Title: Flower Fables
Author: Louisa May Alcott (1832-1888)
Illustrators: Various; florals by Harry Davey, fairy tale scenes by C. Barnes.
Publisher: Henry Altemus, Philadelphia, Pennsylvania
Series: Altemus' Young People's Library
Year: 1898 (originally published 1854)
Provenance: "Helen Guenier" [sp?] written in ink on first page.
Opening Sentence: "The summer moon shone brightly down upon the sleeping earth, while far away from mortal eyes danced the Fairy folk."
Random Passage: "Eglantine laid the urn before the Queen, and placed the fragrant rose on the dewy moss beside the throne, while the murmur of approval went through the hall, as each elfin wand waved to the little Fairy who had toiled so well and so faithfully, and could bring so fair a gift to their good Queen."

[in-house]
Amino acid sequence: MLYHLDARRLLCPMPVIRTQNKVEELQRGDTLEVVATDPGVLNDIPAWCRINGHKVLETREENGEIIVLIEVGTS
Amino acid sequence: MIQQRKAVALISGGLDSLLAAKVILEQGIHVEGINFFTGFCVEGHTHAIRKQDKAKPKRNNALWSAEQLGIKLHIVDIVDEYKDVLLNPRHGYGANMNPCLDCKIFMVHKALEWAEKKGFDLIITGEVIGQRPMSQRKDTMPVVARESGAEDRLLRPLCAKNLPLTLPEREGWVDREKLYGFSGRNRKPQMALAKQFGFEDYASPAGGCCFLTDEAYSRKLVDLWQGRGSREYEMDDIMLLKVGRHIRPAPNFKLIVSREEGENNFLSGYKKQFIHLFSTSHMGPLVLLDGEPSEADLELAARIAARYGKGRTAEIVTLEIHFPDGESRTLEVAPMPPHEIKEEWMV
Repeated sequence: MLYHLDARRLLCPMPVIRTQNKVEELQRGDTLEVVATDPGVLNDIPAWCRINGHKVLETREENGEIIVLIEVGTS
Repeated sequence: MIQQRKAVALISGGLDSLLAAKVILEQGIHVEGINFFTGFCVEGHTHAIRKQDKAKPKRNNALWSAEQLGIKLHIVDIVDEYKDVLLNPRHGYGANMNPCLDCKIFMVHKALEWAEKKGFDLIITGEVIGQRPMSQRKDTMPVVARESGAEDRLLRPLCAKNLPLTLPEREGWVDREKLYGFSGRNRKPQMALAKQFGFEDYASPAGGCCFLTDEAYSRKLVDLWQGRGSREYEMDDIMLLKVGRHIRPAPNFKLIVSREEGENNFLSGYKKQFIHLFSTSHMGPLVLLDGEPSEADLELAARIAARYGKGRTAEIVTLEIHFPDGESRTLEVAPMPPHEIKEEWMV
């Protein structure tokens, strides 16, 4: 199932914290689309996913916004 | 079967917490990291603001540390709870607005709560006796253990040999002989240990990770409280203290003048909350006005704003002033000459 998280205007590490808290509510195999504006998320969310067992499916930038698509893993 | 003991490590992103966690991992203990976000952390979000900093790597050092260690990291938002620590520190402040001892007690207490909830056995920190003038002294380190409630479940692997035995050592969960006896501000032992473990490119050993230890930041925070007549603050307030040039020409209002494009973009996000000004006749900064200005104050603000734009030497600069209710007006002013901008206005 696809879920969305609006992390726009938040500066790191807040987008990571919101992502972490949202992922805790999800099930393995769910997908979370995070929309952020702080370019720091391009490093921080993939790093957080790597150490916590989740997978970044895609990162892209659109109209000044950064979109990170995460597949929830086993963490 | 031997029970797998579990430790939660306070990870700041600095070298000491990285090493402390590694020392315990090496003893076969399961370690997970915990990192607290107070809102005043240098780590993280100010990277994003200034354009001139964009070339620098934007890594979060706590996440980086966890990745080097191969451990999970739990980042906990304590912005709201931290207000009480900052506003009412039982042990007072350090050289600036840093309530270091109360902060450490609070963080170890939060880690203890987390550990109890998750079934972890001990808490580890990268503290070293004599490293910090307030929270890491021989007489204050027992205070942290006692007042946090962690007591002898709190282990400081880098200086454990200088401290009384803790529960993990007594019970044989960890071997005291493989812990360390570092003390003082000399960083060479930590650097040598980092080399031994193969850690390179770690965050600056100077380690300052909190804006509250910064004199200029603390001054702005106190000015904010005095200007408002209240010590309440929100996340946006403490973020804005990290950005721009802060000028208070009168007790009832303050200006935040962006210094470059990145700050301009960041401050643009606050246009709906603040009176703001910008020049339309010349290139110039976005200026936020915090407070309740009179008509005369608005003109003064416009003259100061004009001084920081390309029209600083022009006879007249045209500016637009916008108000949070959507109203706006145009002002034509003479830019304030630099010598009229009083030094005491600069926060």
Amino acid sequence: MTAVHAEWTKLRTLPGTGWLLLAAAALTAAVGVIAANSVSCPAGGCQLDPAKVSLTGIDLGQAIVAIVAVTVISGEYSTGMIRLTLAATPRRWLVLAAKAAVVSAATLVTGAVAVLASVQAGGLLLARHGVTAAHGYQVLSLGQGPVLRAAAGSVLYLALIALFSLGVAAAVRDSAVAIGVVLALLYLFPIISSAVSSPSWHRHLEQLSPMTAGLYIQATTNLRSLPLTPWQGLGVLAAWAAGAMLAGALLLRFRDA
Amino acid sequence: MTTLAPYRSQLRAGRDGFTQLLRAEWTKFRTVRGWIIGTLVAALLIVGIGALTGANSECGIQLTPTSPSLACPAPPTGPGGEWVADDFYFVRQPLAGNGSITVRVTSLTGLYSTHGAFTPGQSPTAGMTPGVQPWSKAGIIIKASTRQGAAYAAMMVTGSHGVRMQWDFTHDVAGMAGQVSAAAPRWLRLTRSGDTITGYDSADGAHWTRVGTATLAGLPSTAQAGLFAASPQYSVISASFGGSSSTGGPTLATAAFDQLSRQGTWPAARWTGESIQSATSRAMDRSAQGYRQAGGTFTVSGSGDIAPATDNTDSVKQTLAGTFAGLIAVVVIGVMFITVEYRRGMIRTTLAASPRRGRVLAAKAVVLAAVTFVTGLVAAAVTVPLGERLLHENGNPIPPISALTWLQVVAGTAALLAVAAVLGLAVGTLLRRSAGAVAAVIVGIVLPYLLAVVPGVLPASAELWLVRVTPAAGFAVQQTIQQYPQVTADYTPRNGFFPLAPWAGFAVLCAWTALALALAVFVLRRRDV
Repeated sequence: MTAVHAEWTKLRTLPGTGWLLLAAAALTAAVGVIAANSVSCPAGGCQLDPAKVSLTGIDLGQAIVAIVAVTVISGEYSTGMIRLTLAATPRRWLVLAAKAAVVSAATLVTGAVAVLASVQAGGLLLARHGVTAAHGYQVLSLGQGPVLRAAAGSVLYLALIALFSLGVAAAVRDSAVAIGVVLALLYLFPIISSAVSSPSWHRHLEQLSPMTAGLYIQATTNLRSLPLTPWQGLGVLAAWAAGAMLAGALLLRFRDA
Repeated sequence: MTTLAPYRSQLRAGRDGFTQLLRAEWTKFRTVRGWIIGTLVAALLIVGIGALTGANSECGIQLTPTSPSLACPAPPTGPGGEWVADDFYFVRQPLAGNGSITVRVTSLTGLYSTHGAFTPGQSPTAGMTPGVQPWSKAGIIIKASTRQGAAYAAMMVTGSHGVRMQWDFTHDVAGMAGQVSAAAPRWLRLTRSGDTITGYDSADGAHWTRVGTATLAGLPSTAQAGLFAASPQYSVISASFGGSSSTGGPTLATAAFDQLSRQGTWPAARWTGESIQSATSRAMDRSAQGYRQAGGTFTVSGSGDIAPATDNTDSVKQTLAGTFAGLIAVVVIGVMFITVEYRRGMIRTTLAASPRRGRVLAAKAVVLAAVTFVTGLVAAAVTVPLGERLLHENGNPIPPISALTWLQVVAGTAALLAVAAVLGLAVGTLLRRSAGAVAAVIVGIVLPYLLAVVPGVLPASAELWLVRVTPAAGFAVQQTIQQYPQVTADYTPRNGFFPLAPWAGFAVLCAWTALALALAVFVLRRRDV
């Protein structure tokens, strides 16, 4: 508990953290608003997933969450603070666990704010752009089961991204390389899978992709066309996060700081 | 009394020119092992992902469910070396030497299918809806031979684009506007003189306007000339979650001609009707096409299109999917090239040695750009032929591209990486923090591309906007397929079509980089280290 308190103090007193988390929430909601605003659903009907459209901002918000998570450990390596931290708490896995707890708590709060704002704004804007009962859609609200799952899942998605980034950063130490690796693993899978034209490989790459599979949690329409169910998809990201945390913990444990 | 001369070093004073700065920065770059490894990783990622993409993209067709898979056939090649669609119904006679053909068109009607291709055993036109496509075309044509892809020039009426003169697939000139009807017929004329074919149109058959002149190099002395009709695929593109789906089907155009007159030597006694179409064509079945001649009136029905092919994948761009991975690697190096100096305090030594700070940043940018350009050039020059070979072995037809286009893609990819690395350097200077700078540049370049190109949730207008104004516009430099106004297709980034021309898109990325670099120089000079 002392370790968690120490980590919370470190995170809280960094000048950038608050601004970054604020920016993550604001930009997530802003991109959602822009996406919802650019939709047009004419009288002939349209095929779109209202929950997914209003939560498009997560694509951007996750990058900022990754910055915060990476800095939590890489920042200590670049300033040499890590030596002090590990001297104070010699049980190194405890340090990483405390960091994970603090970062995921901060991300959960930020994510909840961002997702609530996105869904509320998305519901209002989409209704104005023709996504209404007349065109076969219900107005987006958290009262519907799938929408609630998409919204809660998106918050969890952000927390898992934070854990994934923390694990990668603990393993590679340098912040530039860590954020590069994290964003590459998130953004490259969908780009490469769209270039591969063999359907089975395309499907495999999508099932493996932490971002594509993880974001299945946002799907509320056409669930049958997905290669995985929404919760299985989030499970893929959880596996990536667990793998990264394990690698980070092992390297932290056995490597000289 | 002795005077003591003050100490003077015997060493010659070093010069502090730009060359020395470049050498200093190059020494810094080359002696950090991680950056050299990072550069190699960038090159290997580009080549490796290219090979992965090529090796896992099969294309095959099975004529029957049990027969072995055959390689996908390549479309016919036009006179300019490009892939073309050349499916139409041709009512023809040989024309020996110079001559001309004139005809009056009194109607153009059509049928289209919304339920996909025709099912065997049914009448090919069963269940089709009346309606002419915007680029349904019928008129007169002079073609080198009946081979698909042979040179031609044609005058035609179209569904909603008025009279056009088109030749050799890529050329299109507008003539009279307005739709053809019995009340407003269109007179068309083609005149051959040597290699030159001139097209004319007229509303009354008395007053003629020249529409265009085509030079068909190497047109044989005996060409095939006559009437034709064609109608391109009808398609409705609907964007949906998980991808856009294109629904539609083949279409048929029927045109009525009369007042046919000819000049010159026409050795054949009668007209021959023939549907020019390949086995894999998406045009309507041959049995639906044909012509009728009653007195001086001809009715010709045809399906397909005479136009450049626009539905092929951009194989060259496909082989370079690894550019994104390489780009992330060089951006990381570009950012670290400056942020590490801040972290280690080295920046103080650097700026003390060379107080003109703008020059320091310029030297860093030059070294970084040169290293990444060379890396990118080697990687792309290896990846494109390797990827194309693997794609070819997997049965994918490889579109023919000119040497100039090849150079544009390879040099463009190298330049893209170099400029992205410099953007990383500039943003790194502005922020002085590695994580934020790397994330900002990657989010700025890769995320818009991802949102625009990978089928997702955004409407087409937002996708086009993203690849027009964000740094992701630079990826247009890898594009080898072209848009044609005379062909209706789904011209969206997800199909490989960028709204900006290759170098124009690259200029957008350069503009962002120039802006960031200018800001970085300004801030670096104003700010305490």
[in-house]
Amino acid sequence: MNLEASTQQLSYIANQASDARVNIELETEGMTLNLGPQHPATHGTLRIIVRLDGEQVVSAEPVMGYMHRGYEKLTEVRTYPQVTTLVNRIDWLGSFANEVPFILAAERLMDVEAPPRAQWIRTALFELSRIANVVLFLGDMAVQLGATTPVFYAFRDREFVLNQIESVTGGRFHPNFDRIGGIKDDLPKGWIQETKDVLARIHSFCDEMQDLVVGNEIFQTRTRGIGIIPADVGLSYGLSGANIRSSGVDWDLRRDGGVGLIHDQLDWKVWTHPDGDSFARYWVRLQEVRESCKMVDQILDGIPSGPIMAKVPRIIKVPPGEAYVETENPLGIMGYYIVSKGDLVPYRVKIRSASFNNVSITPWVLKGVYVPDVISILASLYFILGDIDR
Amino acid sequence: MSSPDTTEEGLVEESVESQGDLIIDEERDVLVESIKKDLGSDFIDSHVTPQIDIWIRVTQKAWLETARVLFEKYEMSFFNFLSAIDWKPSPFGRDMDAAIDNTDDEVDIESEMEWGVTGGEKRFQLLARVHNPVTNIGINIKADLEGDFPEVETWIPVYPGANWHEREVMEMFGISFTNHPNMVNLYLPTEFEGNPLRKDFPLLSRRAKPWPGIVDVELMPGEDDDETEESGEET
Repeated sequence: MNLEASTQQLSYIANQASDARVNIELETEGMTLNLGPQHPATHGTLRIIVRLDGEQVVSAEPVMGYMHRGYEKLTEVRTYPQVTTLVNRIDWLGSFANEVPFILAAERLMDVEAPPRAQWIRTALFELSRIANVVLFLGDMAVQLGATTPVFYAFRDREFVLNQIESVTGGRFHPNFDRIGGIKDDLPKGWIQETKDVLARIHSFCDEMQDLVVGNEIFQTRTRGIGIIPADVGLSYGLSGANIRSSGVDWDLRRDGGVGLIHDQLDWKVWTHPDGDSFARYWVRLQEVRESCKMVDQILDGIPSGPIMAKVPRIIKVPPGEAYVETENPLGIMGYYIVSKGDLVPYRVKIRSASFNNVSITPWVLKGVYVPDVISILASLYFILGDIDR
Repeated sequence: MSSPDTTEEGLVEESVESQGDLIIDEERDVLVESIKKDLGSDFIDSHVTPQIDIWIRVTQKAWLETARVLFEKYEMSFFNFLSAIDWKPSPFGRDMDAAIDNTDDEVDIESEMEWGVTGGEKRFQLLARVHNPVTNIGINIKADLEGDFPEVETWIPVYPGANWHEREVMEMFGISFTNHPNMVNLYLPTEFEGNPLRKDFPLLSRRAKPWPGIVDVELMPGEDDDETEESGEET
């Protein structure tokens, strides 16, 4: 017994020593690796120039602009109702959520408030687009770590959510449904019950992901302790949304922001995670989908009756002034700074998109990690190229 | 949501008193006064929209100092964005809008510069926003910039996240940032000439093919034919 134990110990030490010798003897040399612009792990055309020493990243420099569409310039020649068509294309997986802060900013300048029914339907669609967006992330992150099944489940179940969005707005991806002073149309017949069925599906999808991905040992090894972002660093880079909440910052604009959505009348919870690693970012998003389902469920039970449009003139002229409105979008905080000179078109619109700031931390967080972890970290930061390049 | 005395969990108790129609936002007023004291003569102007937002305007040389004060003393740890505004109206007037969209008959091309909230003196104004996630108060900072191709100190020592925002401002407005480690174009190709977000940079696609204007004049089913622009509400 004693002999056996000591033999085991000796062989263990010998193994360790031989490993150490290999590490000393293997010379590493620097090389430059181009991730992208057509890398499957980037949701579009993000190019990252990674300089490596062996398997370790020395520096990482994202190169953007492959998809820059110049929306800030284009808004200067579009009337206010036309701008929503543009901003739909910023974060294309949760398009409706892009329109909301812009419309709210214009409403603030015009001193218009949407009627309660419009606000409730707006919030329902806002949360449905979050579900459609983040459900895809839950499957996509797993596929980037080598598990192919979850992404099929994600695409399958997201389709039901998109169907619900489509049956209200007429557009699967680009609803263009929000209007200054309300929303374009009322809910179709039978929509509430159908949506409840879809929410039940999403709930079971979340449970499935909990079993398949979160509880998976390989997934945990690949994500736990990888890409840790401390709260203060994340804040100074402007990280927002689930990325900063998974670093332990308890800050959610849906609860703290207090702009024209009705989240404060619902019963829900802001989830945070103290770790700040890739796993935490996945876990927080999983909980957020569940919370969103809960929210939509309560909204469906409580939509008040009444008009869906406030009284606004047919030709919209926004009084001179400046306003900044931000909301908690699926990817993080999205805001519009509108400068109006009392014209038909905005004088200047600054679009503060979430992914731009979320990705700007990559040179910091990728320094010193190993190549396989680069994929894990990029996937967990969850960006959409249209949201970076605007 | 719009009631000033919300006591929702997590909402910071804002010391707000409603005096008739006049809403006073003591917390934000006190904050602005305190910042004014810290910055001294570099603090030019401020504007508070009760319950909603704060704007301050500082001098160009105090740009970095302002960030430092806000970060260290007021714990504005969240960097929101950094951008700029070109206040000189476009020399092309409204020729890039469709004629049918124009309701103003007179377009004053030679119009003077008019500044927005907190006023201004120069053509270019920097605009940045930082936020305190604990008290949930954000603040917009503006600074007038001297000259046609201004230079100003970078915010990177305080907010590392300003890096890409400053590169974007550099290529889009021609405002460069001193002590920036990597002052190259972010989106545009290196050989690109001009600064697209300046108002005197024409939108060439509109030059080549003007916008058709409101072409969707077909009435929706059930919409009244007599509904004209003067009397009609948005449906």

Goodreads Review: "While I'm sure this is a delight for children, especially the religious children of civil-war era America, I found this children's book saccharine and strangely uninspiring. Even the darker moments (if you can really call them that) of these fables come off as anti-climactic and shallow, and I feel that the moral lessons of each tale have had their impact lessened because of a sort of forced censorship." — Phoenix, February 26, 2014
Notes: Flower Fables was Louisa May Alcott's first book, published shortly after the author's 22nd birthday. The Altemus edition boasts many intriguing illustrations and a pleasing Art Nouveau cover design.